“Not only will the coronavirus crisis define Donald Trump’s legacy, it will determine whether or not he is a one-term president.
David Winston, a Republican pollster, summed up the situation in an email:
The country is not looking at what is occurring through a political lens. They are focused on the threat to their health and the country’s health and how that threat is being addressed.
Because of that, Winston continued, voters will judge the Trump administration by “the effectiveness of actions taken to address that threat, and get the country moving forward again,” making the question on Election Day “who does the country believe should be given the responsibility to govern.”
Crises can provoke extreme responses. The 2008-9 recession produced both Barack Obama and the Tea Party. On a grander scale, the Great Depression produced both Franklin Delano Roosevelt and Adolf Hitler.
No one is suggesting that the country is at such a point now, but, then again, no one suggested in January of 2015 that the country was on the verge of electing Donald Trump president.
The current pandemic shows signs of reshaping the American political and social order for years to come.
A March 10-15 NBC News/Commonwealth Fund poll asked 1,006 adults “How much do you trust the President Trump to provide information about the coronavirus epidemic?” A majority, 53 percent, said they either had no trust at all (40 percent) or little trust (13 percent). 30 percent said they either completely trust (16 percent) or mostly trust (14 percent) the president.
In another danger signal for Trump, the poll asked “how confident are you that the vaccine will be available to the American public at little or no cost” if a Democrat wins or if Trump is re-elected. Nearly two thirds said they were confident a low-cost vaccine would be available with a Democrat in the White House; half said they were confident with Trump in office for another four years.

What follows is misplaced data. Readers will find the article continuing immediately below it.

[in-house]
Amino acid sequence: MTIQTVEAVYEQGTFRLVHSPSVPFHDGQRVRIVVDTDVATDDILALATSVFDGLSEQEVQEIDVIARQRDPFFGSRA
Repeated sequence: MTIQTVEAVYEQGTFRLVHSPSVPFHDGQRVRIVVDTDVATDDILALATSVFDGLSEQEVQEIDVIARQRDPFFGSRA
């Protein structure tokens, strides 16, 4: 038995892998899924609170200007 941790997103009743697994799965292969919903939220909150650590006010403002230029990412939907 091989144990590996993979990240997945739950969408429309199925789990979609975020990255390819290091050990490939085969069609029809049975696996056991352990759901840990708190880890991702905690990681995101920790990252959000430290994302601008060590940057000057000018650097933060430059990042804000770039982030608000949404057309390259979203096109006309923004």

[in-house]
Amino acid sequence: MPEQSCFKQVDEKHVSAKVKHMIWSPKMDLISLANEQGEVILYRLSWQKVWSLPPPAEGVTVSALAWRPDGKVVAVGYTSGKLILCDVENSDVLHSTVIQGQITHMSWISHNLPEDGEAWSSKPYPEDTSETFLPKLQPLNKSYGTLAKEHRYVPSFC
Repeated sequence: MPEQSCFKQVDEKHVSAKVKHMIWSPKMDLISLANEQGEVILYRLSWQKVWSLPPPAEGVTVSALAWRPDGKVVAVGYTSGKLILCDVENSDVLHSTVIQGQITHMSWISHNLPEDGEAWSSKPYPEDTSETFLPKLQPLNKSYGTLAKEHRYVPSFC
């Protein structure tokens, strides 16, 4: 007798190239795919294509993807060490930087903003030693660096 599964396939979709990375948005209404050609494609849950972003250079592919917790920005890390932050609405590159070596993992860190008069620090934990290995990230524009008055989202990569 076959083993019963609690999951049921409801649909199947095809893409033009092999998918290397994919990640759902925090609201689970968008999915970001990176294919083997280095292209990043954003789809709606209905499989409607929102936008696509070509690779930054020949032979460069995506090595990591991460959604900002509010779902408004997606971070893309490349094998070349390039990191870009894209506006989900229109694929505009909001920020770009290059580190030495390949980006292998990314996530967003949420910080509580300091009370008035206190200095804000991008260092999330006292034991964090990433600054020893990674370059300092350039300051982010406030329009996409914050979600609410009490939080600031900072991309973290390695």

Trump’s job approval ratings have risen in recent weeks, but Gary Langer, who conducts polling for ABC News, warned that the results of an ABC/Washington Post survey released on March 27 show that there are substantial risks to the president:
Trump’s overall approval rating drops among people who are more worried about catching the coronavirus, report severe local economic impacts, say their lives have been especially disrupted or know someone who’s caught the virus. He also has lower approval in states with higher per capita infection rates.
While some of those findings reflect the higher levels of infection with coronavirus in blue states, Langer wrote, “the results suggest that as the crisis deepens, the risks to views of his performance likely rise.”
On March 26, Pew Research released results of a survey that showed significant demographic and partisan differences in responses to the question “Has someone in your household lost a job or taken a pay cut as a result of Covid-19?”